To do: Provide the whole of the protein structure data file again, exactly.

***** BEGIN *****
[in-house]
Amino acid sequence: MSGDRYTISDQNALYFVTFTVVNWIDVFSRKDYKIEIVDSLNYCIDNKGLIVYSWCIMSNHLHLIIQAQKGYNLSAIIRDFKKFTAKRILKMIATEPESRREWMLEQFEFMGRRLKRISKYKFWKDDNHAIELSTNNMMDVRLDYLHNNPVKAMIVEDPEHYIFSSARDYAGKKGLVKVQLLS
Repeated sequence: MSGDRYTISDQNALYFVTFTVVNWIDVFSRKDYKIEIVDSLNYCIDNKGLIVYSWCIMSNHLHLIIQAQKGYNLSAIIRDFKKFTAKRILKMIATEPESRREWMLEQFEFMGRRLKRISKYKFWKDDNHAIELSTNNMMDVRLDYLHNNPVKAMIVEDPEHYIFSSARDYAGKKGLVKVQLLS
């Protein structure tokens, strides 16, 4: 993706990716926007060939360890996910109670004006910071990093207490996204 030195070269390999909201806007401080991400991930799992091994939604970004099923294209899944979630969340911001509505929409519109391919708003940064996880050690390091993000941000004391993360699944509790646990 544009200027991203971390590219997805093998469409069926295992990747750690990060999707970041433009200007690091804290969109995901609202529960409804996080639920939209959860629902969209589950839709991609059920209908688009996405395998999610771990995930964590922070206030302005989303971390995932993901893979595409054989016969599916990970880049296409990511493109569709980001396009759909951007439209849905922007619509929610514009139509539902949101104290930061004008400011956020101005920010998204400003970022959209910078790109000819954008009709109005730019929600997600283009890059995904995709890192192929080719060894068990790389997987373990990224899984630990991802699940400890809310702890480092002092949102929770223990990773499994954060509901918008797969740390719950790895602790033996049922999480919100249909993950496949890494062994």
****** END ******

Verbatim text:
[in-house]
Amino acid sequence: MSGDRYTISDQNALYFVTFTVVNWIDVFSRKDYKIEIVDSLNYCIDNKGLIVYSWCIMSNHLHLIIQAQKGYNLSAIIRDFKKFTAKRILKMIATEPESRREWMLEQFEFMGRRLKRISKYKFWKDDNHAIELSTNNMMDVRLDYLHNNPVKAMIVEDPEHYIFSSARDYAGKKGLVKVQLLS
Repeated sequence: MSGDRYTISDQNALYFVTFTVVNWIDVFSRKDYKIEIVDSLNYCIDNKGLIVYSWCIMSNHLHLIIQAQKGYNLSAIIRDFKKFTAKRILKMIATEPESRREWMLEQFEFMGRRLKRISKYKFWKDDNHAIELSTNNMMDVRLDYLHNNPVKAMIVEDPEHYIFSSARDYAGKKGLVKVQLLS
């Protein structure tokens, strides 16, 4: 993706990716926007060939360890996910109670004006910071990093207490996204 030195070269390999909201806007401080991400991930799992091994939604970004099923294209899944979630969340911001509505929409519109391919708003940064996880050690390091993000941000004391993360699944509790646990 544009200027991203971390590219997805093998469409069926295992990747750690990060999707970041433009200007690091804290969109995901609202529960409804996080639920939209959860629902969209589950839709991609059920209908688009996405395998999610771990995930964590922070206030302005989303971390995932993901893979595409054989016969599916990970880049296409990511493109569709980001396009759909951007439209849905922007619509929610514009139509539902949101104290930061004008400011956020101005920010998204400003970022959209910078790109000819954008009709109005730019929600997600283009890059995904995709890192192929080719060894068990790389997987373990990224899984630990991802699940400890809310702890480092002092949102929770223990990773499994954060509901918008797969740390719950790895602790033996049922999480919100249909993950496949890494062994």